Bush Boys Feral In Melbourne
Green Guide; Switch on TV
25 November 1993
Thursday Boys from the Bush, Channel 7, 8.30pm THIS Australian/British comedy series should have been a marketing coup because, as the lead characters would probably say, it has a bob/buck each way. It has an English and Australian lead and spells in both countries; thus two local audiences. But in spite of Boys from the Bush having had a reasonable reception in Britain, Channel 7 has not had the courage to run this 1990 production until now.
It really didn’t deserve that fate, for although it is hardly ground- breaking comedy, it does have two good comic characters in the soccer- mad (QPR) pommy slob Reg (Tim Healy from Auf Weidersehn Pet), who hates Melbourne and yearns for the Bush (Shepherds in London), and Dennis Tontine (a great performance from Chris Haywood), the unctuous and manically unsuccessful conman from the local bush.
These likely lads met in the dole office and decided to set up Melbourne Confidential, which specialises in introductions, insurance investigations, security and snooping in general. It has shades of Minder on Brunswick Street, and the style and humor in the show is in a similar streetwise and two-bit loser vein. Reg lives in a land of formica and chrome furniture and ’50s weatherboards – ostensibly Sunshine – while Dennis plays slave to a femme fatale (Gia Carides) in his rundown bachelor single-fronter in Port Melbourne.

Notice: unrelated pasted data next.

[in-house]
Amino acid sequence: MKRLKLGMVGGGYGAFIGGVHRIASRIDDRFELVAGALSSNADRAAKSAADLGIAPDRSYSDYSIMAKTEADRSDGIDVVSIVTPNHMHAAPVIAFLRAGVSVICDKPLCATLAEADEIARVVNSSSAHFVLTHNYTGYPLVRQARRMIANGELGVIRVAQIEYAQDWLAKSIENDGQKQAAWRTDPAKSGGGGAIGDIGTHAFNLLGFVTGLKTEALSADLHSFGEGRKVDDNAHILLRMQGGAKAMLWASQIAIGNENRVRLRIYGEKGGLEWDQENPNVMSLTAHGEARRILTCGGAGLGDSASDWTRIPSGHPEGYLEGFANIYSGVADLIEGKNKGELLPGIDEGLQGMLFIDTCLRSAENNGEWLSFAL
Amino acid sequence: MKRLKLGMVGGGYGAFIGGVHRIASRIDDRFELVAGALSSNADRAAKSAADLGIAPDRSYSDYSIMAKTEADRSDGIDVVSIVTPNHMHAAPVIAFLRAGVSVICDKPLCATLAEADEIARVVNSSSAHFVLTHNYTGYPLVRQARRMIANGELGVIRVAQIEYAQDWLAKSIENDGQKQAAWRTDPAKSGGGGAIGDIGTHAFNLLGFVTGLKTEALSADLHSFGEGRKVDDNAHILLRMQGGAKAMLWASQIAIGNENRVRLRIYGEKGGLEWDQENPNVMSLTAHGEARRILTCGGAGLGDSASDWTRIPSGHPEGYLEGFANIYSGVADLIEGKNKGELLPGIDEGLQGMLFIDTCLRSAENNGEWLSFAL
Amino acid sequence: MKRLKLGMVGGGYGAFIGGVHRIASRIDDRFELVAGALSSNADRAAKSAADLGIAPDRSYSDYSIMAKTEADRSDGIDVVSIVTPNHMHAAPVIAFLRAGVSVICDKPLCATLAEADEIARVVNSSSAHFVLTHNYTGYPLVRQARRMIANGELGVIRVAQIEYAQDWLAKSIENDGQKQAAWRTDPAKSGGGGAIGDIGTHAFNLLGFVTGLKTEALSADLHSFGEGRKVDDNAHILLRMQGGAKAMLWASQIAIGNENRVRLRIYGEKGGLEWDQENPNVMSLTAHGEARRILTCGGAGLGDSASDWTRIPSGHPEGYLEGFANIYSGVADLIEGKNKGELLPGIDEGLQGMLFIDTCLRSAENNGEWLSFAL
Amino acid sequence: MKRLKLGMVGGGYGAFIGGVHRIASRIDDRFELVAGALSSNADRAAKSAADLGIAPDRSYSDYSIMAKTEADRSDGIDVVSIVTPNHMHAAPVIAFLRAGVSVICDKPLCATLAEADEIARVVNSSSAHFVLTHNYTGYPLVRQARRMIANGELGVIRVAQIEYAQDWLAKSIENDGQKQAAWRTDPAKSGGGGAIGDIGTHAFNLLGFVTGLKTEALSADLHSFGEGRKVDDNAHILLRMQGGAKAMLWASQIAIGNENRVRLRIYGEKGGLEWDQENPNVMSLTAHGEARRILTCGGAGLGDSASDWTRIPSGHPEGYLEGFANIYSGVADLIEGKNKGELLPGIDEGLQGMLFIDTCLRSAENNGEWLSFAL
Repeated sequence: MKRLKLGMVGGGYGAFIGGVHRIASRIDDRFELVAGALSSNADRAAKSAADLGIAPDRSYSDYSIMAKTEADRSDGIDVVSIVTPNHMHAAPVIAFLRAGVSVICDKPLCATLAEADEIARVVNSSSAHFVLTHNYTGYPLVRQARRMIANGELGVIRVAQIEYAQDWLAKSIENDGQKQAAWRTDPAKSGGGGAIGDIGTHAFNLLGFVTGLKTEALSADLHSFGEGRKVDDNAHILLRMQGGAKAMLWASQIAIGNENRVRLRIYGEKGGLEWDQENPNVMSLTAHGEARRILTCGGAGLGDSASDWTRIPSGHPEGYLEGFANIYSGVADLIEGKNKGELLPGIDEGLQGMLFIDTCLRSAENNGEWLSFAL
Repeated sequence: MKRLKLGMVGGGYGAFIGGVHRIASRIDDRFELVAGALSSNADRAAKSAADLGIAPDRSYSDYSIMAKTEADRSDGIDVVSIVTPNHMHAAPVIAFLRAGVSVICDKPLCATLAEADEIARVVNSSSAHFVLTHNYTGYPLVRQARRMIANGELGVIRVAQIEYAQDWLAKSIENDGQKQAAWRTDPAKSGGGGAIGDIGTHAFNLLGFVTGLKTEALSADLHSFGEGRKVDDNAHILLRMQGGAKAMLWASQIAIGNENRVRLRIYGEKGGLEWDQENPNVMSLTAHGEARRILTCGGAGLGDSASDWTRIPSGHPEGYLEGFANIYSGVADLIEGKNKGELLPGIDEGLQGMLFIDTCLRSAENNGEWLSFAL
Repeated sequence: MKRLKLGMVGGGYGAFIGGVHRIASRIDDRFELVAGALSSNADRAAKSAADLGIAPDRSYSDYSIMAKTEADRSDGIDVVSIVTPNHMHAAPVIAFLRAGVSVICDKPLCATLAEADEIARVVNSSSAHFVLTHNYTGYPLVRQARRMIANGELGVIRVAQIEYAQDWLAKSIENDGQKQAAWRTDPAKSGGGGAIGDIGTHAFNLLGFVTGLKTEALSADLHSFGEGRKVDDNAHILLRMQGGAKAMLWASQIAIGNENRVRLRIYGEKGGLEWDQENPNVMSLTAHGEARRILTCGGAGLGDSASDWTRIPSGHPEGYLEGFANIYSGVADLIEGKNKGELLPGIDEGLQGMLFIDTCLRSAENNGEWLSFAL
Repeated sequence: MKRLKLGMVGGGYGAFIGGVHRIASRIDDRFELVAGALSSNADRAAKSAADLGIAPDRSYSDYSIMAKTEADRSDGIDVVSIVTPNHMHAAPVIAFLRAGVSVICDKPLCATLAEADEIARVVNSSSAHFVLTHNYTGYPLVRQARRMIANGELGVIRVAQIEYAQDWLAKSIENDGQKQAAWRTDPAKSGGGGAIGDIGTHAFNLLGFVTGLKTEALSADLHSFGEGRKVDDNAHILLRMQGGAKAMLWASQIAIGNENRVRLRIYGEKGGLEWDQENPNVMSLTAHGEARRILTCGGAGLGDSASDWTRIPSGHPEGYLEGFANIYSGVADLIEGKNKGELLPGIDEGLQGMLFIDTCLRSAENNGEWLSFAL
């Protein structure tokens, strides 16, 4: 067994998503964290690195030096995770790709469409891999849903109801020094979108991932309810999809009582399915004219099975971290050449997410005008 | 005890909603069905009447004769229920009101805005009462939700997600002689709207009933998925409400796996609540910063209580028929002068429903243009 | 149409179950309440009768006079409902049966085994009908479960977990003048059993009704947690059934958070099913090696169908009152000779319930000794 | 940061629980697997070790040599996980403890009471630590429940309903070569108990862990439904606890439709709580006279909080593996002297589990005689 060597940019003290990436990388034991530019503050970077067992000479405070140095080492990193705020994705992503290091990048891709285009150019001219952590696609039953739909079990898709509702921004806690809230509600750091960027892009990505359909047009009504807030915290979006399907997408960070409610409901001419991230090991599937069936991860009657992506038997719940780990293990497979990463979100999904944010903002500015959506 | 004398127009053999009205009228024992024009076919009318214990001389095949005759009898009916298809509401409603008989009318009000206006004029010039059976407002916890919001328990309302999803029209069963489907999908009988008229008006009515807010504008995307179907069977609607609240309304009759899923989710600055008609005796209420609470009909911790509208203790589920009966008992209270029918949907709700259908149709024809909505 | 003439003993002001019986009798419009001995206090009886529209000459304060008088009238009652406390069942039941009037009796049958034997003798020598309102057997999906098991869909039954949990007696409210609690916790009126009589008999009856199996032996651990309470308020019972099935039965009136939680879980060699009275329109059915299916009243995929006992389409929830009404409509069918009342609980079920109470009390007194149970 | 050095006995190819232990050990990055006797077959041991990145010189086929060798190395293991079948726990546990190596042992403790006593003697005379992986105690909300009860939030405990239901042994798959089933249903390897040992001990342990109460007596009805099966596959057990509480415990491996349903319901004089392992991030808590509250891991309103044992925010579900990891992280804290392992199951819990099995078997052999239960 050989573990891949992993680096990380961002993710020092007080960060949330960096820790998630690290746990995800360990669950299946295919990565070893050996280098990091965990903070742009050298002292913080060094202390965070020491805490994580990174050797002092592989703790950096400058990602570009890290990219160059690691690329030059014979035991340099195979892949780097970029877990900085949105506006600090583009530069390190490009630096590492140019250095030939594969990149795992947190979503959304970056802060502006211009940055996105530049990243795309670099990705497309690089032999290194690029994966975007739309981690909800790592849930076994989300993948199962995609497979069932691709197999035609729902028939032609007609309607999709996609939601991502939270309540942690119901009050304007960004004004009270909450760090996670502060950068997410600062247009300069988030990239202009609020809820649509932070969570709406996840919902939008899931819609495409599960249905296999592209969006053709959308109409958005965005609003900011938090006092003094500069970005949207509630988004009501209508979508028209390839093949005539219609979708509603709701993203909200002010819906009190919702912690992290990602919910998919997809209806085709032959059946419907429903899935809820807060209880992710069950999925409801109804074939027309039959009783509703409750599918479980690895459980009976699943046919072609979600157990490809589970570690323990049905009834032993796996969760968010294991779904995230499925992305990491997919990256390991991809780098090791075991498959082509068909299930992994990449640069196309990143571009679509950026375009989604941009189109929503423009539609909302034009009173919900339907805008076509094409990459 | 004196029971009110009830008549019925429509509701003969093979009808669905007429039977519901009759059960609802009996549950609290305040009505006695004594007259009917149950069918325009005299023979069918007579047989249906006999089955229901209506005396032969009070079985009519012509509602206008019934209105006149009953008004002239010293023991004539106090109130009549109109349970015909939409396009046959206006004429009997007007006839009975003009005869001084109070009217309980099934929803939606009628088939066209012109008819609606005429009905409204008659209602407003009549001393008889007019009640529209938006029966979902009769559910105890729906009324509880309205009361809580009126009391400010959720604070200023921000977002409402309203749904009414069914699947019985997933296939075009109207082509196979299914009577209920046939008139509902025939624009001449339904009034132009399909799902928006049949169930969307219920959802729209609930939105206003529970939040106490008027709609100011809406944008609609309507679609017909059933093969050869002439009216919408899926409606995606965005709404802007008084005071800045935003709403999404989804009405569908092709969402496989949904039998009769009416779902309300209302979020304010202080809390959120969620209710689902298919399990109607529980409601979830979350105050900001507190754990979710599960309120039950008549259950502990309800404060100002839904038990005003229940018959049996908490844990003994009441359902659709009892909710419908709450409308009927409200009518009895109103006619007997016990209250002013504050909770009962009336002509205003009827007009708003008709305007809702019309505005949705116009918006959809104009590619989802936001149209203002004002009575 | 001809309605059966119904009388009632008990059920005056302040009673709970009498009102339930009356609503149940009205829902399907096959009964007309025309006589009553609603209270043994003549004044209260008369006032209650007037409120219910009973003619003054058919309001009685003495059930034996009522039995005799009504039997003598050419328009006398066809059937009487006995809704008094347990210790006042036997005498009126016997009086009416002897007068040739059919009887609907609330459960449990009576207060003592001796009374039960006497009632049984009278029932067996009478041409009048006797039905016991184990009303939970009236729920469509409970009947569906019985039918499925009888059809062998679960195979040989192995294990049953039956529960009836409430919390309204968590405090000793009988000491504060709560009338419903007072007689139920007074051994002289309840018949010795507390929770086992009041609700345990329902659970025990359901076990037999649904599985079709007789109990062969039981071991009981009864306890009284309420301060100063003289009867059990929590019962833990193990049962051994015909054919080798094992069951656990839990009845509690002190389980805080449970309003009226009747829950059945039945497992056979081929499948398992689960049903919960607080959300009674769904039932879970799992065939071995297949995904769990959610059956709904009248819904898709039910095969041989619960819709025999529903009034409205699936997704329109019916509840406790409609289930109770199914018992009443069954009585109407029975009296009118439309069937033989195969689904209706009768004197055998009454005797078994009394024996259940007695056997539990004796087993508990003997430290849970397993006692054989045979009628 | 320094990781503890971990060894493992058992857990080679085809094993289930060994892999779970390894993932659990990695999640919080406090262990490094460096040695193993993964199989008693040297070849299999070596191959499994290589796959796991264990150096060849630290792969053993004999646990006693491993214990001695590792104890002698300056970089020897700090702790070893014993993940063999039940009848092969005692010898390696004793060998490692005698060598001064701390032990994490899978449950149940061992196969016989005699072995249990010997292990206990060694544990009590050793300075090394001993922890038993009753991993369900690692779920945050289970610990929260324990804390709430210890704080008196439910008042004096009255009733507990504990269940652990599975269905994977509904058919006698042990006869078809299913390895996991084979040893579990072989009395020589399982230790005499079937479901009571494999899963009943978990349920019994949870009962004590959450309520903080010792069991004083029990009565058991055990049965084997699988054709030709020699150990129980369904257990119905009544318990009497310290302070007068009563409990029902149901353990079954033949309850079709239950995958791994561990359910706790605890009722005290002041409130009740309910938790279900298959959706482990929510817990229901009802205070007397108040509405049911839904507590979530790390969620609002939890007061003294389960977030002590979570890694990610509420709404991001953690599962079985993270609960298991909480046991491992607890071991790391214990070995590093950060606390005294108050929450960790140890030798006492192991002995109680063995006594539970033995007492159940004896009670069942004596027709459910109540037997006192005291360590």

The first episode starts in a rather cliched fashion, with the heroes coming in for attention from the police, who are, in turn, being watched by a Greek/Asian gang, but Dennis and Reg soon take charge.
There are troublesome platypuses, lovelorn farmers from Boggy Boggy Creek, an itinerant Filipino bride and Reg’s missus, Doris (Pat Thompson), who is playing more than bowls for Hawthorn, as well as his wimpy jetlagged nephew Lesley (Mark Haddigan), who is being pursued by Reg’s dullard daughter Arlene (Nadine Garner).
The eye of the outsider has focused on and made humor from, outrageously aggressive talkback hosts, Sunshine and suburbia in general, brothels, multiculturalism and much more. It is not just about ocker bashing, for Reg is hardly a fine representative of the mother country and is in for a shock when he returns to the much- yearned-for God’s own domain of Shepherds Bush. It is wryly ideologically unsound, unpretentious comedy, which should be good for laughs during the silly season.